At 158 minutes, David Fincher’s Americanized version of “The Girl with the Dragon Tattoo” is six minutes longer than the Swedish version but shorter than the sprawling Swedish TV version. I find that curious, even hard to believe, because Fincher doesn’t linger as long in moments that are designed to do nothing more than reveal character or give audiences the space to think.
From the classic rock title sequence (a cover of Led Zeppelin’s “Immigrant Song”) that feels like one of the newer James Bond openings, Fincher all but announces that his English-language version starring Bond guy Daniel Craig will aim for style and faster-moving action and mystery. But it’s not dumbed down. Stieg Larsson’s complicated and sometimes confusing plot remains so in the screenplay from Steven Zaillian (“Moneyball,” “Gangs of New York,” “Schindler’s List”).
Fincher’s version is, however, toned down. Although there’s still rape, nudity, and violence, it’s not quite as explicit as what we saw in the 2009 film by director Niels Arden Oplev, which starred Michael Nyqvist and Noomi Rapace. Or maybe everything just seemed a little more graphic and in-your-face because Rapace projected a toughness on the outside and a vulnerability on the inside, as did Nyqvist. What we get from Craig and Rooney Mara is more in line with action film heroes—tough on the outside, but the eyes aren’t revealing a whole lot about what’s going on behind them.
Another difference, for those keeping score, is that Stockholm and Sweden are much less “characters” in the Fincher version as they were in Oplev’s, whose film had a more brooding atmosphere and tone. As I wrote in my review of the 2009 film, the original “Girl with the Dragon Tattoo” did for Sweden what “Insomnia” did for Alaska and “Frozen River” did for the remote areas of New York that border Canada. If it were in black-and-white and if it played with light and shadow a bit more, it could have qualified as film noir. That’s not quite the case with Fincher’s version.
American audiences love disasters, and we get one in back-story that didn’t appear in the original Swedish film—not as a major plot point, but as a metaphor, and an enabler. A few other differences exist, especially near the end (and I won’t toss any spoilers out there), but by and large Fincher’s “Girl” stays pretty close to the original.
Craig plays Mikael Blomkvist, a journalist who just lost a big libel case against a billionaire (Ulf Friberg) and receives a three-month sentence to begin after he’s had six months to get his affairs in order. Relieved of his duties at Millennium magazine, he’s like a police officer who’s on suspension before an investigation–a kind of professional limbo that quickly ends when a Swedish industrialist named Henrik Vanger (Christopher Plummber) hires him to try to learn what happened to a 16-year-old niece whom he treated like his own daughter. Why revisit a 40-year-old case that police couldn’t solve? Because Vanger is getting up in age, and he wants to try once more to find out what happened, for his own peace of mind.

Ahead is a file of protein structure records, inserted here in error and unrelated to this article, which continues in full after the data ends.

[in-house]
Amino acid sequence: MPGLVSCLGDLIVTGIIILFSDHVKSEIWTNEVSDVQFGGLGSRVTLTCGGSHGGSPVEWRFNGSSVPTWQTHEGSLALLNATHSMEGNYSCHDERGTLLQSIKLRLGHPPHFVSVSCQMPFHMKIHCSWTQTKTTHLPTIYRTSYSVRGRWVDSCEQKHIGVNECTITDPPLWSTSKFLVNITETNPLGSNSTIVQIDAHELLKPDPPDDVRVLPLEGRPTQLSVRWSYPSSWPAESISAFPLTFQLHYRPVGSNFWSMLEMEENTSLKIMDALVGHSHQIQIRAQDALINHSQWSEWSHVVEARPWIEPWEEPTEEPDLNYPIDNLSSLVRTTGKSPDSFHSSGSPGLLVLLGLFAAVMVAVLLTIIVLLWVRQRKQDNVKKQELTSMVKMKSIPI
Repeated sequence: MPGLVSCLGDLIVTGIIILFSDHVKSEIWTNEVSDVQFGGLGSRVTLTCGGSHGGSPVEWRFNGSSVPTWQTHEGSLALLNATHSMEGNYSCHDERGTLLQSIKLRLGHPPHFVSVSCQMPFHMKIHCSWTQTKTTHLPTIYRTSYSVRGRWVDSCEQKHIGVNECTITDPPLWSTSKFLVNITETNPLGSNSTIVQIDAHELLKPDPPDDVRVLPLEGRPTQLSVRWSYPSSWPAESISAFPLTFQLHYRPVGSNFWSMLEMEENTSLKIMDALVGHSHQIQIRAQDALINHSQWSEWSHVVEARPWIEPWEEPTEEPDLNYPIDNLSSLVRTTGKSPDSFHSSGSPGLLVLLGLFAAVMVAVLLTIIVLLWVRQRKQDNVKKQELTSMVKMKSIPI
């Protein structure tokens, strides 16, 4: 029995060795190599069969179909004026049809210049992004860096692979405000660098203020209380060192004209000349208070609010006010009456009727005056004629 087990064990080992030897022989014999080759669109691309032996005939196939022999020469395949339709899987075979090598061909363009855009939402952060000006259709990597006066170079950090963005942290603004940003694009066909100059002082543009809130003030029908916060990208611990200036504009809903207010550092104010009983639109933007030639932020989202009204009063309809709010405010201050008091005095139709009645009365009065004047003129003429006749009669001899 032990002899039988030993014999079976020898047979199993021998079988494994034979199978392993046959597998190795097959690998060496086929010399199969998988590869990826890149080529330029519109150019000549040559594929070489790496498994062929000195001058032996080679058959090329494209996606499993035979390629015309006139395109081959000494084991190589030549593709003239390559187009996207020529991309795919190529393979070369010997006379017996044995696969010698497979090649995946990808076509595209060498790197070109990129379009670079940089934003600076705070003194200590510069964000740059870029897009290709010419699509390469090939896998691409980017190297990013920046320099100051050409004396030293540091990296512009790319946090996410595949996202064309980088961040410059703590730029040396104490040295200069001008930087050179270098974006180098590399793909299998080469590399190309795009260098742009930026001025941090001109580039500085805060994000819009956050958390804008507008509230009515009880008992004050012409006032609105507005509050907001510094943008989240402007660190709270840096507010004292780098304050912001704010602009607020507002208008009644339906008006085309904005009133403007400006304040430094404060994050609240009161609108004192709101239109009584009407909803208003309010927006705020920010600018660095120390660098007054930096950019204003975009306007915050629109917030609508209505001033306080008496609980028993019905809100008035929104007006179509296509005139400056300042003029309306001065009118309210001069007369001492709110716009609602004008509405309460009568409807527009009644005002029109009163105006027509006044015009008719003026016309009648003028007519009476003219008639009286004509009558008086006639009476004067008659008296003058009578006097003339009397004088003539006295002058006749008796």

Blomkvist agrees and is given boxes and boxes of information to sort through and study, the most helpful being a journal kept by Harriet (Moa Garpendal). So in some respects, “The Girl with the Dragon Tattoo” is very much like the standard missing persons case from classic private eye films. The difference is that the femme fatale is a computer hacker who works for a firm that specializes in surveillance, and she’s been hacking into Blomkvist’s work because something about that libel case just didn’t feel right to her. It felt like a frame.
The narrative goes back and forth from Blomkvist’s world to Lisbeth Salander’s (Rooney Mara)–the girl with the dragon tattoo. As Blomkvist investigates, Lisbeth has run-ins with a hoodlum and a new guardian who abuses her, which is apparently nothing new for her. Like the heroine from the 2009 film, she has piercings and an attitude. She remains enigmatic even after she draws closer to Mikael. So there are two mysteries in “The Girl with the Dragon Tattoo”: What really happened to Harriet, and who, really, is Lisbeth? All of that is complicated by a family so ruthless that just about anyone can be a suspect—especially when so many of them were former Nazis.
I may be in the minority, but I preferred the extended Swedish TV version to the edited Swedish theatrical release, and I think both of them are slightly superior to Fincher’s film. But “The Girl with the Dragon Tattoo” has all the style and action promised in the opening credits, and it won’t disappoint fans of mystery or Larsson fans.
I wish Sony had sent me a Blu-ray of this title, because it would be easier to compare, since I reviewed the Blu-rays of the Swedish versions. So it’s tough to tell how much grain is the result of standard definition and how much is the result of a less-than-stellar transfer. Details don’t hold very well on the edges in low-lit scenes, but overall it’s visually consistent. “Girl” is presented in 2.40:1 anamorophic widescreen.
The audio is an English or French (Canadian) Dolby Digital 5.1 Surround with an audio descriptive track, an English Dolby Surround, and subtitles in English, English SDH, French, and Spanish. The sound is pretty dynamic for standard definition playback, with a rich-toned mid-range and substantial bass. The rear effects speakers also get plenty to do, since the emphasis is on action.
The only bonus feature is a full-length commentary from Fincher, who covers all sorts of bases—some scene specific, others more general—in a blend that’s both entertaining and informative. Would-be filmmakers can learn a lot here.
If you want bonus features, buy the Blu-ray, which comes with a second disc of extras.
I may be one of the few who prefers the original Swedish TV version, but Fincher does a nice job of staying faithful to the Larsson novel and infusing it with his own sense of style.